No Light Ever

by Roisin Agnew | 21st March 2020

That there is a future tense is astounding. A night-thought soon to be abolished by daylight. See through it like water.

Which brings up the subject of death. The underworld, the deep sea. No light ever.
— Fanny Howe, Night Philosophy

My neighbours don’t seem to use the back of the house but I know they’re in there because our internet has been cutting out all day, the bandwidth overstretched. From our bathroom you can see across the gardens to the backs of their houses and they’re always in darkness except for one flat where Loyle Carner lives. He’s a hip-hop musician, I think. I’ve never heard any of his music but the internet tells me his album is called Not Waving But Drowning like the Stevie Smith poem. I’ve seen him three times on our road walking a toy-dog. He has very beautiful eyes. Loyle Carner does. I have no evidence to suggest he lives in the flat with the lights on. When I stand in our big bathroom and look out everything is very quiet and slow and glaring and grey because of the double-glazing and because winter is never-ending. Today is the first day of Spring, March 20th. I couldn’t afford this house before and I can afford it even less now.

I’m trying to rise to the occasion. I speak on the phone to my mother, who is in Rome. She’s 70 this coming week and she tells me about the underlying health problems our/her friends have and how scared they all are. It feels like it’s been a long time since the idea of adults around me being scared frightened me. I’m never scared of anything anymore. I realise suddenly how old everyone is, which means I am old too. (Last week in Kyiv 19-year-olds in the club smoking area pinched my face because they couldn’t believe I was 31.)

Today I’m better but over the weekend I wasn’t speaking to my parents or to my person of interest and I thought that maybe this is a good rehearsal for dying alone in a big city and I cried which immediately made me stop crying because no one likes it wet in a catastrophe.

I’m trying to rise to the occasion. But my mind keeps going to weight gain. By the end of the lockdown, I will have turned into JERRY, my body finally willed into something of my own making, a large woman with colossal breasts, like an awning that protects people from the wind and the sun. JERRY makes lasagnas –  artichoke lasagnas, wild boar lasagnas, cavolo nero lasagnas, squid ink lasagnas. She wears paisley moomoos with frilly shoulder straps and has a silver-capped incisor and wears glasses like the £98 ones I saw on Ace&Tate’s Instagram that I can’t buy now because I’m stuck here Fuck. JERRY is what I’d be if I let myself go and keep drinking Sainsbury’s own brand Pinot Grigio Blush and eating Kettle crisps for days on end standing at my large kitchen sink watching the foxes crawl under the Baby’s Breath. JERRY is me parking my ambitions. JERRY is me having no fear for real not just pretending. I would have a huge laugh and sit on my stoop drinking 40-ouncers come rain or shine and fucking whoever’s lured in by the wild appeal novelty factor reckless abandon of JERRY. JERRY would be indispensable in building the Wembley lasagna.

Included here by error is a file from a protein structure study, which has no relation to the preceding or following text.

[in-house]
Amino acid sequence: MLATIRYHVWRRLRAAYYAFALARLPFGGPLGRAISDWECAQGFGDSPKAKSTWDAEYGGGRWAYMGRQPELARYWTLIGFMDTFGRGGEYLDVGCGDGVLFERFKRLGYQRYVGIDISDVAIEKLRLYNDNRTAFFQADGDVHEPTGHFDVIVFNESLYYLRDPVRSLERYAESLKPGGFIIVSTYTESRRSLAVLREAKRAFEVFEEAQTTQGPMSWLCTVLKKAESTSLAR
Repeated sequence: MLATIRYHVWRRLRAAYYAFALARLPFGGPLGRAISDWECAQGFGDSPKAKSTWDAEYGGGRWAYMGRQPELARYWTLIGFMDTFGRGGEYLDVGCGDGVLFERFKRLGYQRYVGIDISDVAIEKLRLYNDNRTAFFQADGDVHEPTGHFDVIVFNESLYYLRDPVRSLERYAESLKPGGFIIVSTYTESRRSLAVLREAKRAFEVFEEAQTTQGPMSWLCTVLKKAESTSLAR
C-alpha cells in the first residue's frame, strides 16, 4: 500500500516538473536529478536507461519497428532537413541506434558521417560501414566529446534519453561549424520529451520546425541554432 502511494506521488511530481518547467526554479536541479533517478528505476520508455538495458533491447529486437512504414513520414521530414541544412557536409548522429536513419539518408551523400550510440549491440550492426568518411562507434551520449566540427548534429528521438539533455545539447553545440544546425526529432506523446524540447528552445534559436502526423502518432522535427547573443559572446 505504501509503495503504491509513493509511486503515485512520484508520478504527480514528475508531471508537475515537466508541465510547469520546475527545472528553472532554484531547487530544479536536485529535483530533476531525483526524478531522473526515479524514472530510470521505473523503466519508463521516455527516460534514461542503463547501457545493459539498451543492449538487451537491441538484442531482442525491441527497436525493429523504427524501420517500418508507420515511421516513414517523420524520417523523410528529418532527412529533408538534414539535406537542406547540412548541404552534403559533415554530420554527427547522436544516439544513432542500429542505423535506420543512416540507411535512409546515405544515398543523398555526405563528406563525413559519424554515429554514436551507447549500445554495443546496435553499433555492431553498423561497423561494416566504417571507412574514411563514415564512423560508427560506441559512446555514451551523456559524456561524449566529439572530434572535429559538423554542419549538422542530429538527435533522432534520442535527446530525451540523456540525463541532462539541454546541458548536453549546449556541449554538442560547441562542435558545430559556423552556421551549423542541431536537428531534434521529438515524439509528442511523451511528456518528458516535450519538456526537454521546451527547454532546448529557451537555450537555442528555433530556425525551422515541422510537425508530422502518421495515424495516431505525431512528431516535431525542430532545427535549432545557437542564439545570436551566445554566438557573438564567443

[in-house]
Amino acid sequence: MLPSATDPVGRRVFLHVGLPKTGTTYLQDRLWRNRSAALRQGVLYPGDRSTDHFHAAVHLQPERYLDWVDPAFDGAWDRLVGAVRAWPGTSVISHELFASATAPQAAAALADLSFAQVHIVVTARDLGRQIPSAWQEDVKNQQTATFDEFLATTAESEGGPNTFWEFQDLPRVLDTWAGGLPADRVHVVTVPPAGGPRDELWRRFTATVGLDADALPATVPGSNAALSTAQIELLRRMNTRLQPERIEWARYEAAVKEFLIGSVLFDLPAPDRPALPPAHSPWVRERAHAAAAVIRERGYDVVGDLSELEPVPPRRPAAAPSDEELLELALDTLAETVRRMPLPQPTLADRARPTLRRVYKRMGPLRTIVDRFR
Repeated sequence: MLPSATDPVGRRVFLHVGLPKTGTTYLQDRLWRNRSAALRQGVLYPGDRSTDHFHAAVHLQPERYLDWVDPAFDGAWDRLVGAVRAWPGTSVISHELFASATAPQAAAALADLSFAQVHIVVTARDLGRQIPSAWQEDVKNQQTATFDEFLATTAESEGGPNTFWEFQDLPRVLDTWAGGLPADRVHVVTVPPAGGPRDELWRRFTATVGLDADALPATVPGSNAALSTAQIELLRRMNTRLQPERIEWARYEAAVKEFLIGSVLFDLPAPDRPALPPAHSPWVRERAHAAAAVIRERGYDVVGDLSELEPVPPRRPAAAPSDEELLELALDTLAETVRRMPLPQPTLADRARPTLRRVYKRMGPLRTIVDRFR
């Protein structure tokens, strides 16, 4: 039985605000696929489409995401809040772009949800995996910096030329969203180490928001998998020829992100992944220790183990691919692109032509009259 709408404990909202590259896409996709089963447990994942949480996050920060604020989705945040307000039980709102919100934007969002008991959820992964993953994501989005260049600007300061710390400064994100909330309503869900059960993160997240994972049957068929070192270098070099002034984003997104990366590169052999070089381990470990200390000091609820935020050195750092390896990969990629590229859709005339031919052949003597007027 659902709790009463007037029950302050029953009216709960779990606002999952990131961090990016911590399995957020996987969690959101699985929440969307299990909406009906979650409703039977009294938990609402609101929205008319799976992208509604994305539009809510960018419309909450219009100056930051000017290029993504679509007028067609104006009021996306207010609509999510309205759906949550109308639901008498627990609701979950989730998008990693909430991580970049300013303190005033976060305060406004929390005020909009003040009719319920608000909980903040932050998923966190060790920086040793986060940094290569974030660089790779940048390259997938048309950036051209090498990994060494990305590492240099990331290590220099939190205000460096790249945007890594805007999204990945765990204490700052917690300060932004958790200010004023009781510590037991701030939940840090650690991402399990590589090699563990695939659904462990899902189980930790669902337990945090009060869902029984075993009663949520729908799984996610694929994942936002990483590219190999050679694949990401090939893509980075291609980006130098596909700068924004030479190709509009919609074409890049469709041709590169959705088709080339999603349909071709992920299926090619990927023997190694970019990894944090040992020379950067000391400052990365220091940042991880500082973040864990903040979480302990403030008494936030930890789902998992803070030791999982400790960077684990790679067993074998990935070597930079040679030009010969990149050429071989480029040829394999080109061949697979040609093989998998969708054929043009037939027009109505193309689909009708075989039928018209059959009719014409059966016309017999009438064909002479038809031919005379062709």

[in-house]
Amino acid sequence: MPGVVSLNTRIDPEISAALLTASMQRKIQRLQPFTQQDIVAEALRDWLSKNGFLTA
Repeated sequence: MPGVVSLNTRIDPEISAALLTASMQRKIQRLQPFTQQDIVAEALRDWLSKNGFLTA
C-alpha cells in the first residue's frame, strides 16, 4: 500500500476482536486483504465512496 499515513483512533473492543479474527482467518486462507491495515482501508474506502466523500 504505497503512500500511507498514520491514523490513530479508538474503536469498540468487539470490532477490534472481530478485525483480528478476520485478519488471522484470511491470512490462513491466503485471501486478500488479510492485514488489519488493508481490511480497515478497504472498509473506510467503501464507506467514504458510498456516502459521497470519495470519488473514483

When I turn my phone back on after my nap I have 128 WhatsApp messages, 5 Twitter notifications, 2 Instagram alerts, and 427 more people have died in Italy in 24 hours. I Google ‘spaffing’ because it was used in the article I was reading about Boris Johnson’s press briefings. It means ‘to ejaculate’ and ‘to waste resources; splurge.’ It’s almost lunchtime and I wake up without the sense that I’ve wasted time and I remember my dream. I was a fake pandrogyne – I thought I was completing myself with someone, part of a project, but there was no one else there. This dream is actually a real nightmare and my sense of having lost someone I never really had stays with me for the rest of the day and feels familiar.

In Camus’ The Plague the disease that takes over the village is unknown and incurable, the response to it is slow, and the language with which it’s spoken about obfuscating and misleading. At the beginning. When it’s too late their tone shifts. What’s set up as being most devastating about the disease in The Plague is not the death and suffering it sows, but its randomness. Penguin is reprinting it and it’s climbing the Amazon charts. The Plague is.

I’m smoking in the back garden and the lights are still off in everyone else’s house when I get an email from a friend at a youth media company asking would I be interested in appearing in “a user-generated content dating show (corona style).”

Published as part of Warm Yourself By My Trash Fire (March – May 2020)

Liquid explores expressions of intimacy in the private and public realms, in our digital and offline lives.